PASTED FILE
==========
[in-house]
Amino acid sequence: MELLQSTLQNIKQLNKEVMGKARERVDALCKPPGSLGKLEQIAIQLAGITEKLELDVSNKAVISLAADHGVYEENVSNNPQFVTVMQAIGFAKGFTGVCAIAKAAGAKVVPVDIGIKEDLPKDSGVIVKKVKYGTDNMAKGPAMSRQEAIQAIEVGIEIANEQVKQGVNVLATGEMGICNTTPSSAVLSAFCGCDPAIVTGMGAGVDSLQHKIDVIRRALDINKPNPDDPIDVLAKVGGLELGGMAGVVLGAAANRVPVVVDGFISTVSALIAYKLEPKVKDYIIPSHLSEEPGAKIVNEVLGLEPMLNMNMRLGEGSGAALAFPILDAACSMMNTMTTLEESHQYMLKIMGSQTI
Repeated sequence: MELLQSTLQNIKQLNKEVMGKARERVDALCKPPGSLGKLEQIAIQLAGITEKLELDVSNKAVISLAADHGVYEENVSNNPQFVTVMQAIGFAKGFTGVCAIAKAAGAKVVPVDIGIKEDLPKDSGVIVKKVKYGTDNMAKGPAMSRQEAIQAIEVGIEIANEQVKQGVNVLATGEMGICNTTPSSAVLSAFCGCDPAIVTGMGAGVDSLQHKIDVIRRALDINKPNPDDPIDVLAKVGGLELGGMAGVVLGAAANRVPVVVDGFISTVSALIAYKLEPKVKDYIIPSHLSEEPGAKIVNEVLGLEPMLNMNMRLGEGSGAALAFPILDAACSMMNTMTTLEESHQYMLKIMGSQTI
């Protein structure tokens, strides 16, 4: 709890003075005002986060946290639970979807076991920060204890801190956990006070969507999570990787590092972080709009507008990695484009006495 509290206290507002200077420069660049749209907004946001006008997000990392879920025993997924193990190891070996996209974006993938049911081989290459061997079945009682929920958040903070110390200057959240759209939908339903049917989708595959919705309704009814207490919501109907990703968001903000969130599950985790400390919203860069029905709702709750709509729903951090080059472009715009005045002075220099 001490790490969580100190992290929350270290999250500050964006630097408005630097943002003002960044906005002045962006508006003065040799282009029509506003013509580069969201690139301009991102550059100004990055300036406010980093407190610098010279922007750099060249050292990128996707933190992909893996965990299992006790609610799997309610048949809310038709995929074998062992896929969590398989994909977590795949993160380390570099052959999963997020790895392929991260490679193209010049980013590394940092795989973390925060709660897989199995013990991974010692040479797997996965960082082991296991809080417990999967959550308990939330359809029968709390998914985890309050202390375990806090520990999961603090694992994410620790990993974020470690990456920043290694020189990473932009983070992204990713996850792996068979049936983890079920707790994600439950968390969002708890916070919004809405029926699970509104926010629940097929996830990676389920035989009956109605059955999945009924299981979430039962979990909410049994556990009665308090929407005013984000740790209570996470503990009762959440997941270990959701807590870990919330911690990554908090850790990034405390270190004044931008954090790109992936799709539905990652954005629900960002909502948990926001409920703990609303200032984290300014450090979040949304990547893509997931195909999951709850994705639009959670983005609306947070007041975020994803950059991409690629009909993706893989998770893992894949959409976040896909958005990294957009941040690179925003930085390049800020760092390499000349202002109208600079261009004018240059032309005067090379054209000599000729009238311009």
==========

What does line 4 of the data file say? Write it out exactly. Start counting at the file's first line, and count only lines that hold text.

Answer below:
């Protein structure tokens, strides 16, 4: 709890003075005002986060946290639970979807076991920060204890801190956990006070969507999570990787590092972080709009507008990695484009006495 509290206290507002200077420069660049749209907004946001006008997000990392879920025993997924193990190891070996996209974006993938049911081989290459061997079945009682929920958040903070110390200057959240759209939908339903049917989708595959919705309704009814207490919501109907990703968001903000969130599950985790400390919203860069029905709702709750709509729903951090080059472009715009005045002075220099 001490790490969580100190992290929350270290999250500050964006630097408005630097943002003002960044906005002045962006508006003065040799282009029509506003013509580069969201690139301009991102550059100004990055300036406010980093407190610098010279922007750099060249050292990128996707933190992909893996965990299992006790609610799997309610048949809310038709995929074998062992896929969590398989994909977590795949993160380390570099052959999963997020790895392929991260490679193209010049980013590394940092795989973390925060709660897989199995013990991974010692040479797997996965960082082991296991809080417990999967959550308990939330359809029968709390998914985890309050202390375990806090520990999961603090694992994410620790990993974020470690990456920043290694020189990473932009983070992204990713996850792996068979049936983890079920707790994600439950968390969002708890916070919004809405029926699970509104926010629940097929996830990676389920035989009956109605059955999945009924299981979430039962979990909410049994556990009665308090929407005013984000740790209570996470503990009762959440997941270990959701807590870990919330911690990554908090850790990034405390270190004044931008954090790109992936799709539905990652954005629900960002909502948990926001409920703990609303200032984290300014450090979040949304990547893509997931195909999951709850994705639009959670983005609306947070007041975020994803950059991409690629009909993706893989998770893992894949959409976040896909958005990294957009941040690179925003930085390049800020760092390499000349202002109208600079261009004018240059032309005067090379054209000599000729009238311009």